“The house was just dripping with detailed woodwork and it wasn’t the clients’ taste,” Roberts says. “We made careful choices of what would stay and what would be removed.”

Among the major changes: taking down walls on the parlor floor to create one flowing space; replacing damaged wood flooring on the parlor level with poured concrete plaster; an all-new kitchen incorporating original detail; and a new ‘bathing room’ that doubles as creative workspace for one of the homeowners, who is a sculptor and textile designer.

The renovation budget of $750,000 also included all new mechanicals, central air, a high-efficiency gas boiler, and a revamped cellar with an art studio, cedar-lined closet, and wine cellar. On the garden level, there’s a one-bedroom rental apartment, plus a powder room accessible only to the owners.

Read on after the jump…

Photos: Sean Slattery


Welcome to The Insider, Brownstoner’s weekly in-depth look at interior design and renovation in the borough of Brooklyn. It’s written and produced by Cara Greenberg, a design journalist who blogs at casaCARA: Old Houses for Fun & Profit. Find it here every Thursday at 11:30AM.

IN THE MID-’80s, a developer chopped up a former YMCA building in Brooklyn Heights, creating condominium apartments with dropped ceilings and sorry little galley kitchens. When a couple in the arts — she’s a fashion editor, he’s a screenwriter — bought a 1,344-square-foot duplex in the building a few years ago, they called on Brooklyn-based designer Elizabeth Roberts to help them realize the potential they knew was there.

Roberts removed walls, raised ceilings and doorways, and re-thought the uninspired staircase to the upper level, where three bedrooms were converted to a master bedroom and a home office (there’s a powder room on the lower level, a bath-and-a-half upstairs). Most strikingly, the kitchen area was opened up to bring in light and make the space more conducive to entertaining.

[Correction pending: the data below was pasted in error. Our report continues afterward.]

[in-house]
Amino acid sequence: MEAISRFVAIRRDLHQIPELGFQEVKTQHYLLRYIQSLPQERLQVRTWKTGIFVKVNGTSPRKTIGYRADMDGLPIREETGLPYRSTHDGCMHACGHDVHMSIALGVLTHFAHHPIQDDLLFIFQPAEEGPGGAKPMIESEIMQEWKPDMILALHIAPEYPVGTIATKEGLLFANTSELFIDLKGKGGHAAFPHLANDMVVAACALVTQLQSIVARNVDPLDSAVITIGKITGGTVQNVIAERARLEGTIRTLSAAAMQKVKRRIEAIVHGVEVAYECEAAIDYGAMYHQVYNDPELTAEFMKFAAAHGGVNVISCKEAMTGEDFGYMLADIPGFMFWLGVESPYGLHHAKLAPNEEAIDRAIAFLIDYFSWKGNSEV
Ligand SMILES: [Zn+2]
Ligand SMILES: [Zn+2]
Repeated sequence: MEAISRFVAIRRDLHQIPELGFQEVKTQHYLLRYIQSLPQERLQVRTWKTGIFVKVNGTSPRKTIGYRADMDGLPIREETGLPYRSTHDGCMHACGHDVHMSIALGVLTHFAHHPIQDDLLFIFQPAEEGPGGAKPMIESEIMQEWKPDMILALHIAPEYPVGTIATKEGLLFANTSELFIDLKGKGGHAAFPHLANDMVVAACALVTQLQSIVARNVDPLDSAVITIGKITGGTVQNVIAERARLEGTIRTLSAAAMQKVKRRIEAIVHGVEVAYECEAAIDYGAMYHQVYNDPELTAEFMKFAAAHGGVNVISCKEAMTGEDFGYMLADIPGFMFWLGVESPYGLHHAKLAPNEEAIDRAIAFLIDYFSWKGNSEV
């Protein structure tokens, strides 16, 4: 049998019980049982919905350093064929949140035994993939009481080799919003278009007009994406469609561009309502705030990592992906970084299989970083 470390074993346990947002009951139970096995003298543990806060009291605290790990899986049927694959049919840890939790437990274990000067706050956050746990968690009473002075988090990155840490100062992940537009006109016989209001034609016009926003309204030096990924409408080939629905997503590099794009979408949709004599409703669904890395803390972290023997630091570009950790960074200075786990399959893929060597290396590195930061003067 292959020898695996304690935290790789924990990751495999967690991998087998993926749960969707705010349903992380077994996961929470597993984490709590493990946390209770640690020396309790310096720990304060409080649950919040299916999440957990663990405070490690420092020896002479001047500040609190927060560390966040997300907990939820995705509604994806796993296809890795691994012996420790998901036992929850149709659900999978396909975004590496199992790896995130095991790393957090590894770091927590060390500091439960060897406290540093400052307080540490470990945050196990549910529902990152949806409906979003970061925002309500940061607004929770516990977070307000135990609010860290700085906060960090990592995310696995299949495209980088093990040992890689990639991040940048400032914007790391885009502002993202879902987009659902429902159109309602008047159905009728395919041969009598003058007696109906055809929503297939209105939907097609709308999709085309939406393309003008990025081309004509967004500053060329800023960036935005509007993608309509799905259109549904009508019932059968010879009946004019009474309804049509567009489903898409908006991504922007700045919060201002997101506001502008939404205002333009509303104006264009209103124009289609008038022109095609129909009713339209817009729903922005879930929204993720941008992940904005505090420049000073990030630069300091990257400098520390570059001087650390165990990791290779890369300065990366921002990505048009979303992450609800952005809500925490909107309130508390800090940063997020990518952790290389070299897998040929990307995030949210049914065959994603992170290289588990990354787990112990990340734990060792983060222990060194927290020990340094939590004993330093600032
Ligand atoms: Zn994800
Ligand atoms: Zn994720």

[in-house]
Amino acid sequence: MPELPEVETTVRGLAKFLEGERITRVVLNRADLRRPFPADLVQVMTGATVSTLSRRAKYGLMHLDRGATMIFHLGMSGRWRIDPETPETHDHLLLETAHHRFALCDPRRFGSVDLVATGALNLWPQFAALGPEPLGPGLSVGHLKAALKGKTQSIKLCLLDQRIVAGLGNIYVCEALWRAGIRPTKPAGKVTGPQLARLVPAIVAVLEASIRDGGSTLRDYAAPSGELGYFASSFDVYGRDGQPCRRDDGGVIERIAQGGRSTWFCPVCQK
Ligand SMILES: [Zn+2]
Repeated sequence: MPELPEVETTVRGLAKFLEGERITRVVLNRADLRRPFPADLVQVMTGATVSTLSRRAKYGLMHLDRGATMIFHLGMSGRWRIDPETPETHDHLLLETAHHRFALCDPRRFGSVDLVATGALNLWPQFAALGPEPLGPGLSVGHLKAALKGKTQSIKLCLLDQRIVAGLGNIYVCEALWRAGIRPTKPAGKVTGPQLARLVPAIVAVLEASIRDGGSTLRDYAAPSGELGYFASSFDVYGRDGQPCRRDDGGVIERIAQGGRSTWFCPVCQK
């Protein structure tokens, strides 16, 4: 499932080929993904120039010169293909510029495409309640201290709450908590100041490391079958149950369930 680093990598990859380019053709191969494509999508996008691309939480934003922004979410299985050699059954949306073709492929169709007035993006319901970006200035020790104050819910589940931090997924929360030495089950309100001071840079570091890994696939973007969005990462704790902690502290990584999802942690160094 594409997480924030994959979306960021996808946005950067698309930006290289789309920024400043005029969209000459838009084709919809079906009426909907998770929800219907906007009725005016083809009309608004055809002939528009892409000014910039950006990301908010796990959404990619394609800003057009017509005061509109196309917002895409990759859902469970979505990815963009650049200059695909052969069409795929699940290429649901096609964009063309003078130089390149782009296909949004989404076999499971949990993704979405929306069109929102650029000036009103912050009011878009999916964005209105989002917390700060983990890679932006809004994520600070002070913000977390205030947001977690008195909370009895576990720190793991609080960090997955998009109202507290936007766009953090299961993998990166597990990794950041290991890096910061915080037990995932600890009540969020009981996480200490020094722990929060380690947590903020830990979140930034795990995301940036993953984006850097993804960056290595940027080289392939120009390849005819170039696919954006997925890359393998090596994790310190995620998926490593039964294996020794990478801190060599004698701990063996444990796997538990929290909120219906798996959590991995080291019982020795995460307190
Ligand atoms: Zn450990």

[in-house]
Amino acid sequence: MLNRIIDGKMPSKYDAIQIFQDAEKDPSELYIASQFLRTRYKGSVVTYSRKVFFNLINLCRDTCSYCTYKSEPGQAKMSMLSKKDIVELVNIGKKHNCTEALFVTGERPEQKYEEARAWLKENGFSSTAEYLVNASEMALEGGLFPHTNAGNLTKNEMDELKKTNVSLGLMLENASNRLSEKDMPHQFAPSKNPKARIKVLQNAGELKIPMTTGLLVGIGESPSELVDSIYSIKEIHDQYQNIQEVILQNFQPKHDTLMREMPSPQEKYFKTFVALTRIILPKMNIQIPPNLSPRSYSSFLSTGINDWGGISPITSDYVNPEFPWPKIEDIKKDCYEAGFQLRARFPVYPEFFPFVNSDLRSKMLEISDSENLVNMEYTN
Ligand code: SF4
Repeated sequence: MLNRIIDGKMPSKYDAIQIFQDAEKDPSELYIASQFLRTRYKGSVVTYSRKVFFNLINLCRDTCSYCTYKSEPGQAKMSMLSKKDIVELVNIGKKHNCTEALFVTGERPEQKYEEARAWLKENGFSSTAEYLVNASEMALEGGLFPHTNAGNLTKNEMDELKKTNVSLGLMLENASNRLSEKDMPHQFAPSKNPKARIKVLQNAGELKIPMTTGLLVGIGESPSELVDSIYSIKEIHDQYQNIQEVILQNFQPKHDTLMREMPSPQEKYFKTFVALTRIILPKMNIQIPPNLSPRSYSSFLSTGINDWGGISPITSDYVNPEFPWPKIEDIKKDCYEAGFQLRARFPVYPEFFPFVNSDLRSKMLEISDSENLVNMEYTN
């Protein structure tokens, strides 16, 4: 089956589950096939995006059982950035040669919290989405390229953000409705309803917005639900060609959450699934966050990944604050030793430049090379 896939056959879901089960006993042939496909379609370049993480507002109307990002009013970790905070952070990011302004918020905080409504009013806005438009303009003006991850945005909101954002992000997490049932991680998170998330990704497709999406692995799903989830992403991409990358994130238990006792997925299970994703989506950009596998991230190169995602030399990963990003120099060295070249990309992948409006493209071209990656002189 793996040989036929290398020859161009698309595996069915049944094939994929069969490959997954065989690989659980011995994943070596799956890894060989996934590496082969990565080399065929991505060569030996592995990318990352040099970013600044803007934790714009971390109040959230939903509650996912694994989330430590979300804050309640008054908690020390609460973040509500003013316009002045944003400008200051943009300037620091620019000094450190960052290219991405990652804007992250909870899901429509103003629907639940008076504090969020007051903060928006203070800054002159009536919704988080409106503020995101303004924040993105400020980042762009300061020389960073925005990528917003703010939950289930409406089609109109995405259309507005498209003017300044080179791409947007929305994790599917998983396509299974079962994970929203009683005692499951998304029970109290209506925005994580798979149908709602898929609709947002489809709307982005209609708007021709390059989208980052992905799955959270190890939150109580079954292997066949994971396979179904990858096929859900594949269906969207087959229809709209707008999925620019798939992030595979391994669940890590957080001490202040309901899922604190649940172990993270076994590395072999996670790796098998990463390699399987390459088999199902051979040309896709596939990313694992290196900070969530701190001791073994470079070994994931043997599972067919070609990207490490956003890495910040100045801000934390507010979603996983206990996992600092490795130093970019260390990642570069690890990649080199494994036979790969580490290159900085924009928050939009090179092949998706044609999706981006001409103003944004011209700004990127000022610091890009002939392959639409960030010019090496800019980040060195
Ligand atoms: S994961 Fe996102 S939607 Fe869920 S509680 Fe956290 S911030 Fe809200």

Fred Taverna of New York Interior Construction (212/251-0790) saw the project through. Total cost: approximately $300,000.

“When they purchased it, it was an apartment,” says Roberts. “Now it’s a loft.”

Photos: Sean Slattery

More, including ‘befores’ and construction shots, after the jump.


Welcome to The Insider, Brownstoner’s Thursday series exploring the creative ways we renovate and decorate our homes here in the county of Kings. The Insider is written and produced by Cara Greenberg, a veteran design journalist and Brooklynite who blogs at casaCARA: Old Houses for Fun and Profit.

You’d never guess from the vinyl-clad exterior of this Red Hook row house that something dramatically loft-like is going on inside. Architectural designer Elizabeth Roberts transformed the space within, including a formerly unfinished, unheated basement, to create a bright modern home for her clients — Brandon Holley, the editor-in-chief of Lucky magazine, and John Deley, a pianist and composer. “We took down every interior wall and dug down to gain some ceiling height in the basement,” says Roberts, principal of a 4-person firm in Clinton Hill.

The 20’x50′ basement level became the main living space. Roberts opened up the back wall and spanned it with glass sliding doors, poured a concrete floor, and inserted a new kitchen and bath. A flight of monumental wood steps leads down from a street-level entry foyer and sleeping loft. Until recently, there was a two-bedroom rental apartment on the building’s second floor. That has been incorporated into the growing family’s living space, with three new bedrooms and two baths (the new top floor will be the subject of a future post).

Above: Elliptical table from Kartell, Mies van der Rohe chaise from Herman Miller, vintage fireplace.

More photos and details on the jump.

Photo: Sean Slattery